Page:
Suspected job scammers arrested
Shanghai police have busted a gang of nearly 200 people who are suspected of conning more than 3 million yuan ($460,000) from over 30 victims by promising them jobs at Shanghai Disneyland.
Police announced the arrest of three suspected gang leaders on April 14, two months ahead of the highly-anticipated opening of Disney’s first theme park on the Chinese mainland.
A taxi driver surnamed Li was the first to report the scam to police in Shanghai Pudong New District, where Disneyland is located. Li said he once saw a recruitment advertisement and dialed the phone number printed to get more information.
After the person on the other line promised Li a management position at Disneyland, he soon quit his job as a taxi driver and paid 13,000 yuan in “brokerage fees”. However, the management position that was promised to him turned out to be a cleaning job.
Li later discovered that his other colleagues managed to secure jobs at Disneyland by sending their resumes to the company directly, and none of them had to pay any brokerage fees. Realizing that he was scammed, he made a police report on March 26.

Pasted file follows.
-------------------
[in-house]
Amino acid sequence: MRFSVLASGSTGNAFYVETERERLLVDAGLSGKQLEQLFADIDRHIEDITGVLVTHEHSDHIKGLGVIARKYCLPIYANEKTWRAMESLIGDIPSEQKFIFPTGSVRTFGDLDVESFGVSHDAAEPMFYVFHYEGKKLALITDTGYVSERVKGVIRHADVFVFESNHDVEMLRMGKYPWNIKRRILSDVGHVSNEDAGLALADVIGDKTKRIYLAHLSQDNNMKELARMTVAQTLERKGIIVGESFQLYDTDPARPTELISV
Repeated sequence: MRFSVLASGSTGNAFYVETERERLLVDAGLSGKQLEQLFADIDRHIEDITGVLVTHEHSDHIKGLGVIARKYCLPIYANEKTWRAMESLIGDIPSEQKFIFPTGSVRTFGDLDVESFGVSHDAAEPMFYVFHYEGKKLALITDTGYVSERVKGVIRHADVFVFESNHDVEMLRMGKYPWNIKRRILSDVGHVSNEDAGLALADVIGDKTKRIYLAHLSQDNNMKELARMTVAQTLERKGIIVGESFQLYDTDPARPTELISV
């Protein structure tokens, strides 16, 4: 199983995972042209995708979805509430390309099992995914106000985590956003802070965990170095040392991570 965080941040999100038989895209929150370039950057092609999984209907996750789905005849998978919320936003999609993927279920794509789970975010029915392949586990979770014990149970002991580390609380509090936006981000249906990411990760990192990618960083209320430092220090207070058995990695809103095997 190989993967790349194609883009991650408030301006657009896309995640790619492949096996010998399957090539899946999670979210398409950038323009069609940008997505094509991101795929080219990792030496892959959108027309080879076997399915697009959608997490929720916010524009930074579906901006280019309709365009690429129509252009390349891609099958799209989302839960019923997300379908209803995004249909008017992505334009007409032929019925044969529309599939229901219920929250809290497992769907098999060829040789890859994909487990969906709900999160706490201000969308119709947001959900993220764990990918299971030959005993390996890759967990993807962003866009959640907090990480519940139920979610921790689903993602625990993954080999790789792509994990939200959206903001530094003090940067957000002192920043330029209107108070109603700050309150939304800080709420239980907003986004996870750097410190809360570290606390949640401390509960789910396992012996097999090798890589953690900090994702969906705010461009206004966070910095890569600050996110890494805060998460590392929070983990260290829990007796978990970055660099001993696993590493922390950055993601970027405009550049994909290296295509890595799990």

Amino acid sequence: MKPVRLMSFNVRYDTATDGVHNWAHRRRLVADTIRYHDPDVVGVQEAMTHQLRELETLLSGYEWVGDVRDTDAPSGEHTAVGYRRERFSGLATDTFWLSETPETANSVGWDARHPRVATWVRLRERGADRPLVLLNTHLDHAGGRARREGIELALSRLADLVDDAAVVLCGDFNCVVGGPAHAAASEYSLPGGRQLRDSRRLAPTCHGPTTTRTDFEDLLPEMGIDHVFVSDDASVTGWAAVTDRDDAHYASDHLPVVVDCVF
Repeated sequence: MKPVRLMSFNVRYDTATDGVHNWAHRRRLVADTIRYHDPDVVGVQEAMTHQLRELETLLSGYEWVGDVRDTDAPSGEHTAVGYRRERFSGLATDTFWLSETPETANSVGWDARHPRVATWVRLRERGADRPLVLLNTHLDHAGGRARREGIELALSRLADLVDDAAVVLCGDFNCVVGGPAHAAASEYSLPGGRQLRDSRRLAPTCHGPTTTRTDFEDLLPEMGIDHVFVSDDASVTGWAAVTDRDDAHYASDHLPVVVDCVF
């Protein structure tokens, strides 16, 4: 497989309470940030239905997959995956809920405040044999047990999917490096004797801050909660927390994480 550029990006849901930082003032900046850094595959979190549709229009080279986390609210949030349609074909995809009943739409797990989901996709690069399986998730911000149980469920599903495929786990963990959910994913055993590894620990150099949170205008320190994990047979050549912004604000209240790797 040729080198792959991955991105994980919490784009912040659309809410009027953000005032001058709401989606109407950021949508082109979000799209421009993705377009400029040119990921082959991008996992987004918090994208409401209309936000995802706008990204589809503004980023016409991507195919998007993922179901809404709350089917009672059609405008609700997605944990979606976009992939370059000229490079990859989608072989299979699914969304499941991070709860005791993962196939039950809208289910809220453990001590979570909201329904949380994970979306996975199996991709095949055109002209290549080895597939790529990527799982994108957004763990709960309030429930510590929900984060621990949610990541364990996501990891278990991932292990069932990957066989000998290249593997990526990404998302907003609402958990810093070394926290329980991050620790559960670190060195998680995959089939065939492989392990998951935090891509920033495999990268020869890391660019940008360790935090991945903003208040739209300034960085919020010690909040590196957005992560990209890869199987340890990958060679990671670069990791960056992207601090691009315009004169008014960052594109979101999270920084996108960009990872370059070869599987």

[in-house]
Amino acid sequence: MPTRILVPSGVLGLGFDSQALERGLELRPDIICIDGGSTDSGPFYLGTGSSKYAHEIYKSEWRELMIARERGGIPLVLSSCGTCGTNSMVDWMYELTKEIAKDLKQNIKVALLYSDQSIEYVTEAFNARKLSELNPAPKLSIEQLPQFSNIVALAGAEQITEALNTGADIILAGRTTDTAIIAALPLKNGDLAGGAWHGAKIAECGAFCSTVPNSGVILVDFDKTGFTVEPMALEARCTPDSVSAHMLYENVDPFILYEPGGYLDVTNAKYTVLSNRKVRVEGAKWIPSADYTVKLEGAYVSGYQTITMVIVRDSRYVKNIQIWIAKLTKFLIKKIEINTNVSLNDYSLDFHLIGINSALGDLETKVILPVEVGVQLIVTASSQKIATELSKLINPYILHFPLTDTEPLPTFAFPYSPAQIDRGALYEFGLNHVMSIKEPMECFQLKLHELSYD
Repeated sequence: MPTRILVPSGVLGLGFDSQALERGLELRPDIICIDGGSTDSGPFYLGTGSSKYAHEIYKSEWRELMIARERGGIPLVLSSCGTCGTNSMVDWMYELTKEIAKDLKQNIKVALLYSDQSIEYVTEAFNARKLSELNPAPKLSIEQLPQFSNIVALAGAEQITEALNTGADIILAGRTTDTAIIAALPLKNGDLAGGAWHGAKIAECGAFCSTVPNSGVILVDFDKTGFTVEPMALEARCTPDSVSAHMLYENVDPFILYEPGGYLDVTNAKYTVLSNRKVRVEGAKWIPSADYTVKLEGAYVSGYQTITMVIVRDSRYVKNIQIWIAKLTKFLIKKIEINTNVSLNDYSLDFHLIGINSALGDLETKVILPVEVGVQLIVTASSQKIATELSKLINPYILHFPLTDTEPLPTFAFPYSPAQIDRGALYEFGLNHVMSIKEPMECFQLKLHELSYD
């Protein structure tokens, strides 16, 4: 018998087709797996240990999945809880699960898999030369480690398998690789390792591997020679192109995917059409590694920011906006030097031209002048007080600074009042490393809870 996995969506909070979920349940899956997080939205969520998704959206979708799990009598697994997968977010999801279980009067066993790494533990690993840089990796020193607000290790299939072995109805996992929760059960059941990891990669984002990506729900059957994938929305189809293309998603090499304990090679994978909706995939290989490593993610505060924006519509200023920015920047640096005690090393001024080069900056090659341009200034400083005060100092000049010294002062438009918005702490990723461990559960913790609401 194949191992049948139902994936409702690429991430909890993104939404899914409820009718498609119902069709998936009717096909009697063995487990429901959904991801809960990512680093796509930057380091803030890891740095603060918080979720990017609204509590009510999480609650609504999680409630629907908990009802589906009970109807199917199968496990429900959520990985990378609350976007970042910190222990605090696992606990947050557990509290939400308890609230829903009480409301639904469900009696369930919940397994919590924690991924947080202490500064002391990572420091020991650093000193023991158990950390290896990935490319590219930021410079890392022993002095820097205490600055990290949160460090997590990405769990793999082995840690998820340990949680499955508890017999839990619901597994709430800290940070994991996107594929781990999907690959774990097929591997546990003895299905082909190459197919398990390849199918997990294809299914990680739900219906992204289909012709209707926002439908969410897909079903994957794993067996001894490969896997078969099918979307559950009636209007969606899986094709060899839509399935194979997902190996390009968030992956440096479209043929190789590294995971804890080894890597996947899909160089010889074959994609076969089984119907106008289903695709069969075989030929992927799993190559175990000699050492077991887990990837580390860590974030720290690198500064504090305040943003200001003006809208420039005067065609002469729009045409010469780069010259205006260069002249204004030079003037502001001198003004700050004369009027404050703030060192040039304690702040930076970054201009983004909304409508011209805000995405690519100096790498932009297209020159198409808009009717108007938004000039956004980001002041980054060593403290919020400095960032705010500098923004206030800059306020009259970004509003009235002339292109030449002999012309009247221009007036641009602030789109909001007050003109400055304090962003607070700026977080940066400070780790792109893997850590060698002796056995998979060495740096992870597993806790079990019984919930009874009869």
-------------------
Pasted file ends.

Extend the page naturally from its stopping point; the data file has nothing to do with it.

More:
Police soon began investigations and found a man surnamed Shi who was running a chat group titled “Join us at Disney Park” on the WeChat messaging service. There were more than 200 participants in the group. Shi was arrested by the police along with another two suspects on April 6.
One of the suspects, surnamed Xu, revealed during the interrogation that she once worked in an employment agency and believed she could make a big fortune by pretending to offer candidates job opportunities at Disneyland.
“She always told the people who called to inquire that she was a good friend of a senior executive at Disneyland and hence could ensure that they stand a higher chance of receiving job offers,” said Mi Yangjun, an information officer with the police.
Xu told the police that she would forward the resumes of these people to Disneyland whenever the company released recruitment notices and that some of these applicants were actually offered jobs.
For those who failed to get job offers from Disneyland, Xu charged each person more than 10,000 yuan and signed them up for a 20-day training course. More than 30 people have reported this incident to the police.
This is not the first time that Shanghai police have found people claiming they can provide job opportunities at Disneyland. In February, police caught a group of eight people who utilized major recruiting websites to post fraudulent job advertisements for Disneyland, scamming more than 100 people of money they claim was for registration fees and physical examination costs.
The police has reminded the public that the recruitment information for Disneyland will only be released on their official website and that the company will never authorize a third party to organize interviews.